TIFF 2018: Our Review of ‘Splinters’

TIFF 2018: Our Review of ‘Splinters’

A director who is able to tell big stories, writer-director Thom Fitzgerald goes back to small ones in Splinters. Here we have a Nova Scotia family with an apple orchard dealing with the death of their patriarch. He left behind an adult daughter, Belle (Sofia Banzhaf), who returns home to a female ex. She is also hiding a boyfriend, Rob (Callum Dunphy) from her homophobic mother Nancy (Shelley Thompson).

There’s also Greg (Bailey Maughan), who is not homophobic but his character has not discernible qualities. Blame the writing, whether it’s from Lee-Ann Poole’s original play or Fitzgerald’s adaptation of it. Fitzgerald also confines the drama literally in front of the kitchen sink. This is a dangerous thing to do if he wanted to spice things up.

There are a few things of visual interest here which would be great but they feel out of place. To paraphrase Alexandra West, it’s showing a lot of male underwear for a movie about a man’s funeral. There’s even a butt shot of Greg because he apparently keeps the bath curtains open for his sister’s friend. Eventually, Greg and Rob puts some clothes on for the wake, a disaster that seems like it came from a cartoon.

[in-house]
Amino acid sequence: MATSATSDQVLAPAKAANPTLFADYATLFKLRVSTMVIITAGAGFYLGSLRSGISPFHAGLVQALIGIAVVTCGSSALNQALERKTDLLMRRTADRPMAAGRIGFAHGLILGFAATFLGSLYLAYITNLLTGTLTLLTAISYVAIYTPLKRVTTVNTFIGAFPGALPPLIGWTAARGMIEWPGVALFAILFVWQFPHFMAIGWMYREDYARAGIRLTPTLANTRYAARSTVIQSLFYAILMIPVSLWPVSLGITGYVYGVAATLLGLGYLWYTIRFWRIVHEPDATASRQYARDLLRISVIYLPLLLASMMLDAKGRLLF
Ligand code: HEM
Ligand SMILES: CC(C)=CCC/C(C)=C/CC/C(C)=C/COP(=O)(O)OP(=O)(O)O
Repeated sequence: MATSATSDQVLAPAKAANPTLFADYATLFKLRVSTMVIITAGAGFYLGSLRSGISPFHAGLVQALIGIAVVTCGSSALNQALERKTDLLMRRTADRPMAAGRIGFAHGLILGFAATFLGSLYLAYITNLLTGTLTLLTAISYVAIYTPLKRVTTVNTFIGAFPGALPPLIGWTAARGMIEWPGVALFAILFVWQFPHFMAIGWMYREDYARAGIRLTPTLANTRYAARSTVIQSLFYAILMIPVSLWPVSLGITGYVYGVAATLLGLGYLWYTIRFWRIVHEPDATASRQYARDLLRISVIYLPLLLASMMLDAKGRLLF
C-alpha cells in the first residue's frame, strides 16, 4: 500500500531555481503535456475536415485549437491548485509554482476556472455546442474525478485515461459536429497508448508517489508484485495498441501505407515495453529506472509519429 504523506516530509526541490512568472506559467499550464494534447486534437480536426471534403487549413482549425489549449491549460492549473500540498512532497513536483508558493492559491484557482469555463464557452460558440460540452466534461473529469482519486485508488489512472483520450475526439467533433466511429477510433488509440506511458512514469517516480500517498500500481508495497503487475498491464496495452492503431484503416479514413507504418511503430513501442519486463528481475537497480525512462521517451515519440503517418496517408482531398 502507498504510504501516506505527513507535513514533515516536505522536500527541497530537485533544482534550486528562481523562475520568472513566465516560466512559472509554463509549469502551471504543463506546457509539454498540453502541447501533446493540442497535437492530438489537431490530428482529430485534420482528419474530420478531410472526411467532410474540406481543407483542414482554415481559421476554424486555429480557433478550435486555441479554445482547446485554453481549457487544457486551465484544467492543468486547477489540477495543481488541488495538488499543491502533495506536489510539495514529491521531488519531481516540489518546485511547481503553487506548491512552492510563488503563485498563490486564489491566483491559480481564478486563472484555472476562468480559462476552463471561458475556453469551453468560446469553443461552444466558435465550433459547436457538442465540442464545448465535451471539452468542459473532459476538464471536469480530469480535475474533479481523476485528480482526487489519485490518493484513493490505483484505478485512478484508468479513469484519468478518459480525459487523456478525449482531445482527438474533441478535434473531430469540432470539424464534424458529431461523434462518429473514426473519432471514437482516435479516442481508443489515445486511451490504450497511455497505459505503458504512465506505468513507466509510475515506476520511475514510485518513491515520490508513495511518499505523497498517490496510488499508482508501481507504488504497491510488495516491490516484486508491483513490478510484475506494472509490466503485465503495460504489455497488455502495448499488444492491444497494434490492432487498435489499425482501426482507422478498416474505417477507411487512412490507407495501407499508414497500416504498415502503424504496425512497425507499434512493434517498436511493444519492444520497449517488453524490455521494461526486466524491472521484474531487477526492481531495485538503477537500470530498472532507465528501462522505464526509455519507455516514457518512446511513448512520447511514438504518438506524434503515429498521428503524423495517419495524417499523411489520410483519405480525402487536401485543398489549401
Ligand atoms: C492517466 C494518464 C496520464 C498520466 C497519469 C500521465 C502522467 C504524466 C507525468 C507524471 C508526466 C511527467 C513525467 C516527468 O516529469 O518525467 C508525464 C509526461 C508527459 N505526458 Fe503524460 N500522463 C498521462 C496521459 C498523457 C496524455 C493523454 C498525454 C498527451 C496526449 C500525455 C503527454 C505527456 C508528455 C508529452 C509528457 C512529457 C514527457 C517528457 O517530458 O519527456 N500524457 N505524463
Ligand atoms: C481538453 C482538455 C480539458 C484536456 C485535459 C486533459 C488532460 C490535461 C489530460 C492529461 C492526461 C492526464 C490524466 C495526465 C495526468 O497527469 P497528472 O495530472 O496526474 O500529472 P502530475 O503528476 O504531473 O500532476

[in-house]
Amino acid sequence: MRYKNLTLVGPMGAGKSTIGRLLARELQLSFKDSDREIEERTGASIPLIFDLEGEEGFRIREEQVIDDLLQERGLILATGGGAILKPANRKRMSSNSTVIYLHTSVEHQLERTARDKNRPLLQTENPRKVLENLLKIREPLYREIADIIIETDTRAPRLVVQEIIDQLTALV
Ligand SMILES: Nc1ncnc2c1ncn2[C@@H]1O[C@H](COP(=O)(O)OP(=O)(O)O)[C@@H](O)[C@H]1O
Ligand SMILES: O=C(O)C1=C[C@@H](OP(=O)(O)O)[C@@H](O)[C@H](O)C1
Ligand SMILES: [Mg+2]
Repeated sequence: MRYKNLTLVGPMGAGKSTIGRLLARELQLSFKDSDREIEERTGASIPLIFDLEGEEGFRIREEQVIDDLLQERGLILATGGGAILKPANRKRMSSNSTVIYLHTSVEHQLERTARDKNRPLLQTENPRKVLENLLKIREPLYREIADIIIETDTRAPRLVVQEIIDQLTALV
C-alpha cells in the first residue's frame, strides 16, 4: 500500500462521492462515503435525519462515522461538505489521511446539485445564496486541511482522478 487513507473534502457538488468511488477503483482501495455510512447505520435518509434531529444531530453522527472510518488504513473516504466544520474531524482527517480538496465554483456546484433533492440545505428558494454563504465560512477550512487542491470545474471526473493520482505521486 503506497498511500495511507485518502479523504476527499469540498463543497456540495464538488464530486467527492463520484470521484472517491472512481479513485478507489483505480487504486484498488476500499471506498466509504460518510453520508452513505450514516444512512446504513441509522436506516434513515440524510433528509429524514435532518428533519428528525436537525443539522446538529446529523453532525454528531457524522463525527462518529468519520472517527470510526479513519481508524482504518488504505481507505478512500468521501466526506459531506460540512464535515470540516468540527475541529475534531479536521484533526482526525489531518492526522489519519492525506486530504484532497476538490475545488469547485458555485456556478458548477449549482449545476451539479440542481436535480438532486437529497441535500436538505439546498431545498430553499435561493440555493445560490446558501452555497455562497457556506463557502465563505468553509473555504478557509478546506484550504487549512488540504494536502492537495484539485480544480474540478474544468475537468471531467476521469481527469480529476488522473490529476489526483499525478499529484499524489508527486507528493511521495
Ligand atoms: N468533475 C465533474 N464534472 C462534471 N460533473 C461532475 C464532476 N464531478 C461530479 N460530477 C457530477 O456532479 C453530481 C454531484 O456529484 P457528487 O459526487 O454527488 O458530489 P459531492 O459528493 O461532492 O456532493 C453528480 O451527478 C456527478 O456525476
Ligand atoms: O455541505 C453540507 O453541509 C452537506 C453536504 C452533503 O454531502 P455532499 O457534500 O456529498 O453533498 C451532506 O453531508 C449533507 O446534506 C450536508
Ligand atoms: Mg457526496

Which brings me back to Greg. Equal opportunity nudity is always nice, and so are male characters who support their female counterparts instead of the other way around. But his lines feel Mindy-esque. There are some intimate moments of silence but they’re too few and far between.

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While Paolo Kagaoan is not taking long walks in shrubbed areas, he occasionally watch movies and write about them. His credentials are as follows: he has a double major in English and Art History. This means that, for example, he will gush at the art direction in the Amityville house and will want to live there, which is a terrible idea because that house has ghosts. Follow him @paolokagaoan on Instagram but not while you're working.
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